The world of science has brought us some good news, and unfortunately, some bad news, too. Because we’re all about talking about the bad news here at SG, let’s go with the good news first: Turns out, creationists are wrong again.
In Utah, the 2,000-year-old rock paintings in Utah’s Black Dragon Canyon have finally been identified. The paintings have faded since they were created way back when, and some said the shape looked like a winged monster, and creationists said it was a pterosaur. After using modern imaging techniques, researchers found that the monster is actually several separate things. There’s a human, a smaller person, a sheep, a dog, a bug-eyed person, and a serpent like thing.
The bad news? Apparently, bug-eyed people and weird snake-like things used to roam what is now Utah, and there’s no reason to think they’ve stopped doing so.
About a month ago, I explored the outrageous idea of maybe not getting so outraged in 2014. I don’t know about the rest of you, but I don’t think I could handle another 2013. My blood pressure was so high that I was sporting a non-pleated permarection. All year.
And, for the most part, we were doing OK. But this week … oh lord, this week.
But when I took a closer look at this week’s key dividing moments online, I realized something: nobody’s actually arguing with anybody.
Just when evolution is about to become an endangered species in public schools, the anti-religious forces manage to dig up a “missing link.” Again.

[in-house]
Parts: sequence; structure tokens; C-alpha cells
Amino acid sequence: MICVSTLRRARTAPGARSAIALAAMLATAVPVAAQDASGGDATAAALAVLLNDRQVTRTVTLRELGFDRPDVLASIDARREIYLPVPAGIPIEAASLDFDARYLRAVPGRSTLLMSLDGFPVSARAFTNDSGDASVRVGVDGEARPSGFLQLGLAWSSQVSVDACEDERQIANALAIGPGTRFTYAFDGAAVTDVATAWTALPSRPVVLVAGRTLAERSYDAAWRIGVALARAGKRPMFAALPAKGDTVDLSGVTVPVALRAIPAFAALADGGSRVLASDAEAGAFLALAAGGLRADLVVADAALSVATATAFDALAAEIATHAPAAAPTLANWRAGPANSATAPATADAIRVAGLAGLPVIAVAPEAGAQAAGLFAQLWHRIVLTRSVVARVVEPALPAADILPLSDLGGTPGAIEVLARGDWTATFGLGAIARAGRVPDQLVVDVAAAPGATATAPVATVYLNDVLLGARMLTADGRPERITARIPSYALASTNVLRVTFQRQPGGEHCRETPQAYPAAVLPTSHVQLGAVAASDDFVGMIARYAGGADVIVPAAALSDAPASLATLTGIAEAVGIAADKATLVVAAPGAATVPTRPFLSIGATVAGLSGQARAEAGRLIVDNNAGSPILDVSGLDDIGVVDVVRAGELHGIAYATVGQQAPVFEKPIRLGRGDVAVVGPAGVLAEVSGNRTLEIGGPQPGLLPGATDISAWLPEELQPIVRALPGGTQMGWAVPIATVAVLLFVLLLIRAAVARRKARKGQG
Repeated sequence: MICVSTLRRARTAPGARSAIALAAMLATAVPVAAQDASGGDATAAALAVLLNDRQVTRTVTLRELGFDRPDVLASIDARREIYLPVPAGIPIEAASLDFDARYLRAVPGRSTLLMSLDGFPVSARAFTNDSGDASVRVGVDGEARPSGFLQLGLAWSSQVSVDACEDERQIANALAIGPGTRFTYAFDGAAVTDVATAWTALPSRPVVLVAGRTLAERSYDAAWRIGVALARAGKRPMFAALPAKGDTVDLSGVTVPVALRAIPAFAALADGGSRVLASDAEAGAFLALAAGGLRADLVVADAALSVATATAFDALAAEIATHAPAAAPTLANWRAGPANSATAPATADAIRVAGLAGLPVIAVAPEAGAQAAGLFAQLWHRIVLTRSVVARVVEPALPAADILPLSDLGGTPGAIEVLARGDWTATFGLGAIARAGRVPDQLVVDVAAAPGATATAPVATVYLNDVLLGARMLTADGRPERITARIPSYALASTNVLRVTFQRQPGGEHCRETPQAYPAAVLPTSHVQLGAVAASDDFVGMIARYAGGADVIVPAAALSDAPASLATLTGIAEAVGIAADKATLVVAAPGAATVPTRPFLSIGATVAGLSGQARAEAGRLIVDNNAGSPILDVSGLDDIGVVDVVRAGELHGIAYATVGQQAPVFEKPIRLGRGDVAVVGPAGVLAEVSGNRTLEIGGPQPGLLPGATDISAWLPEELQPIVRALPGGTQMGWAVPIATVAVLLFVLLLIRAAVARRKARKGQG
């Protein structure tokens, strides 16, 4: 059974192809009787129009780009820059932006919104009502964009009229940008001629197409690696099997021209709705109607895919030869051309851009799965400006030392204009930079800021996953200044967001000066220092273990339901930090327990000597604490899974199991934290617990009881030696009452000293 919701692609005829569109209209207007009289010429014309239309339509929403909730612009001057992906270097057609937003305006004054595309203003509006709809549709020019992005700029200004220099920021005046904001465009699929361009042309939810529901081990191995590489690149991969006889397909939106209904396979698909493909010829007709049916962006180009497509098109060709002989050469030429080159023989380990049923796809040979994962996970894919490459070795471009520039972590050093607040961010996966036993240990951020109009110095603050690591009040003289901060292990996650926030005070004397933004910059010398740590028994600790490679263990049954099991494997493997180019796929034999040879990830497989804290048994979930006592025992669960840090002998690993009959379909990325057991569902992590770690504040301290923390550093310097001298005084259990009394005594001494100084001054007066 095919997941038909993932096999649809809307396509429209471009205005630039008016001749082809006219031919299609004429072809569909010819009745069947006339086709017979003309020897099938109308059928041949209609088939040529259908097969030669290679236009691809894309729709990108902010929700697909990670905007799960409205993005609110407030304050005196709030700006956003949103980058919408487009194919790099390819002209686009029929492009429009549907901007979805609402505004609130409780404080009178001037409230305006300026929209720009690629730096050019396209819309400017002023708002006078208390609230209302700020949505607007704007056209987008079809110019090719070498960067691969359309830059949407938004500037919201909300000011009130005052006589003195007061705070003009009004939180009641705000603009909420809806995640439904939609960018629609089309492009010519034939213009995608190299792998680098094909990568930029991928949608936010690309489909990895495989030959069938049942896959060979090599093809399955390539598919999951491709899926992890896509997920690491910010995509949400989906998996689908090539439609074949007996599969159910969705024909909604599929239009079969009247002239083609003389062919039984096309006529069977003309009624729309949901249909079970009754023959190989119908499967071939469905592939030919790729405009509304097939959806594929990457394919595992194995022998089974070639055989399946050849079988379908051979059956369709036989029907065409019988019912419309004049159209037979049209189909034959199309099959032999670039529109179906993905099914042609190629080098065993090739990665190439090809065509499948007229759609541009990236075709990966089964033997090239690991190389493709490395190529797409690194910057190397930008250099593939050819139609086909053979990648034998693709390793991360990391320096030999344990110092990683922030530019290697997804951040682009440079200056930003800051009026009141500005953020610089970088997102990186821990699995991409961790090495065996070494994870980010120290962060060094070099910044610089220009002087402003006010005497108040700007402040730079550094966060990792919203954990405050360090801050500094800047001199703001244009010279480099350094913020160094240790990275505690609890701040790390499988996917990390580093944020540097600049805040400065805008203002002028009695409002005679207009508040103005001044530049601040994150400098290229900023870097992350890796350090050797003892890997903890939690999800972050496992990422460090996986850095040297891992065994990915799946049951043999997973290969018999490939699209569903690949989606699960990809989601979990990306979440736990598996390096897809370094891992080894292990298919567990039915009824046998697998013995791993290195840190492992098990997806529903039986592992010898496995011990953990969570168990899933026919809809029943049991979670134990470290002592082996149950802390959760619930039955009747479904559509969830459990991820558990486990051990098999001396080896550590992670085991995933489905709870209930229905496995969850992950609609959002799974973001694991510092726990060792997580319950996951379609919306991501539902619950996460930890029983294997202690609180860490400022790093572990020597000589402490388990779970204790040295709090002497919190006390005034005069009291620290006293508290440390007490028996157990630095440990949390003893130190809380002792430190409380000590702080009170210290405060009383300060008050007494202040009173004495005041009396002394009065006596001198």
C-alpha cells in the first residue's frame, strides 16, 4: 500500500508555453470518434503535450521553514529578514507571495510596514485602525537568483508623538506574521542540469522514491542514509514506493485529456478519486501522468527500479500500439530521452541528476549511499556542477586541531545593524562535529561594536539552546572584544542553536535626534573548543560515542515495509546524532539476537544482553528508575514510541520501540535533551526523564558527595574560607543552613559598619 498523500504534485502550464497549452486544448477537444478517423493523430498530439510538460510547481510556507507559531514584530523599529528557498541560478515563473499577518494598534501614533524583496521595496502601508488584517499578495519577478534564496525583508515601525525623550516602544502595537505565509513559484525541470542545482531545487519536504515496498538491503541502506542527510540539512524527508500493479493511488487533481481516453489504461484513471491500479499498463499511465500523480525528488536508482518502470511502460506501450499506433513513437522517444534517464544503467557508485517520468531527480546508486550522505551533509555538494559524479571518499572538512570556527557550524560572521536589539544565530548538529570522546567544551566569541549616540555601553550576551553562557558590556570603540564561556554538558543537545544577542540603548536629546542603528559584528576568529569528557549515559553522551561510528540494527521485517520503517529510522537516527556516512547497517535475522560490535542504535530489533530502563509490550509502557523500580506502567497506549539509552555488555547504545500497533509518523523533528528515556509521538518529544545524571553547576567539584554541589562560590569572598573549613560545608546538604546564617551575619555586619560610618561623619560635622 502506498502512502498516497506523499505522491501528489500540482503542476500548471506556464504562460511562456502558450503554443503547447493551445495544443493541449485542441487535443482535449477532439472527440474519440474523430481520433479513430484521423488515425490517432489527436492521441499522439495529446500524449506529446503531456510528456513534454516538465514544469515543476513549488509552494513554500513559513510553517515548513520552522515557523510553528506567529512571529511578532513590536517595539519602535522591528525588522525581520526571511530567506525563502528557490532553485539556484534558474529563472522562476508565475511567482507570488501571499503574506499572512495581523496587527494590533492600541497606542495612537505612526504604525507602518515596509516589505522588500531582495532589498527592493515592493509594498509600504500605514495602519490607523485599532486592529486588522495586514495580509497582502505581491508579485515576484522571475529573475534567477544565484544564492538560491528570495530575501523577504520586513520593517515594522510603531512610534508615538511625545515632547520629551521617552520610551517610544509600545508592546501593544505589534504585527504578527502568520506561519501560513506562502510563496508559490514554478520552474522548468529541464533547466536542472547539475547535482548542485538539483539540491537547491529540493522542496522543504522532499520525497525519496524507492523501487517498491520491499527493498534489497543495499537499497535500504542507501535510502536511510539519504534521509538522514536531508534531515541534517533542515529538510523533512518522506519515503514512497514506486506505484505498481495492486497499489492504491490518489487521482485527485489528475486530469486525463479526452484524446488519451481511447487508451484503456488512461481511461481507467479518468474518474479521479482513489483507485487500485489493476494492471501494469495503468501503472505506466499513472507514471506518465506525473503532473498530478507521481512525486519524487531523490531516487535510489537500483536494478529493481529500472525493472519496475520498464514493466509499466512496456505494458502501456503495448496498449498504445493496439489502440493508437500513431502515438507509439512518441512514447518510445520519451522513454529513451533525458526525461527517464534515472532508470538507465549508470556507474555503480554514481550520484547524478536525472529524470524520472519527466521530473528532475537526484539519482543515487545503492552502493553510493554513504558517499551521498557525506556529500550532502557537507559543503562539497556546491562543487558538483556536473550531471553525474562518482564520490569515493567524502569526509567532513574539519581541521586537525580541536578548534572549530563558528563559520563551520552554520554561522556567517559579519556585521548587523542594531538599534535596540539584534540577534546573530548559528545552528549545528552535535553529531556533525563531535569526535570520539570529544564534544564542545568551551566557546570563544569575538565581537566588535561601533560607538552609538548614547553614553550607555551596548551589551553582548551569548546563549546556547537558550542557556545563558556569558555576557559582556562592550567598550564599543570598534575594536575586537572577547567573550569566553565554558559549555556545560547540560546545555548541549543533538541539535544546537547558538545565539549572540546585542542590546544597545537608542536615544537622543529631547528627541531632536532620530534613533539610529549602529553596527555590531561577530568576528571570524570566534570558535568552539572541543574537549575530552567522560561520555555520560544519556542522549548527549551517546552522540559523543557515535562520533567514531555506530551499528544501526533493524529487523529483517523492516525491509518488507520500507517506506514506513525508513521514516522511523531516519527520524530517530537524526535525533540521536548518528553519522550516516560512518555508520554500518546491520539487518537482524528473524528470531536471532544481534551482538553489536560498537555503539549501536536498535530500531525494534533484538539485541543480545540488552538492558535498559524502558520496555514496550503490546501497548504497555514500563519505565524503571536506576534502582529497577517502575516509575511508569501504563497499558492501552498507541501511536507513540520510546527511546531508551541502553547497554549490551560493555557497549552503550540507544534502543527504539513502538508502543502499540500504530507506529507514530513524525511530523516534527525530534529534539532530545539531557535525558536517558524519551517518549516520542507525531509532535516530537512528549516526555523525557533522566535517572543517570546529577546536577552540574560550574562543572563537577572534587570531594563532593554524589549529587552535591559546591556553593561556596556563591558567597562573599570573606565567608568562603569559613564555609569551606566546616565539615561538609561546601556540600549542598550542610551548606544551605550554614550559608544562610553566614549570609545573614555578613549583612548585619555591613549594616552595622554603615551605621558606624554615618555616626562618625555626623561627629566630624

I’d get excited and use Paul’s Letter to the Ephesians to clean up afterwards, but — no matter how many humans with sloping foreheads or strange teeth or webbed feet they show me — none of these finds have the basic characteristics of a true missing link.
(Of course, when referring to the “missing link” and “evolution” in this article, I’m doing so with my tongue where God created it: firmly planted in my cheek.)
The debate to include “evolution” into Florida’s state science curriculum is still ongoing. The St. Petersburg Times reported that most teachers have been advised against teaching it, and some even omit it entirely to avoid any criticism.
In other news:
“A 1999 survey of biology teachers [emphasis ours] in Oklahoma, for example, found that 12 percent wanted to omit evolution and teach creationism instead. A similar survey in Louisiana found that 29 percent of biology teachers believed creationism should be taught, while in South Dakota, it was 39 percent.”
You gotta really hate your subject if you refuse to teach it.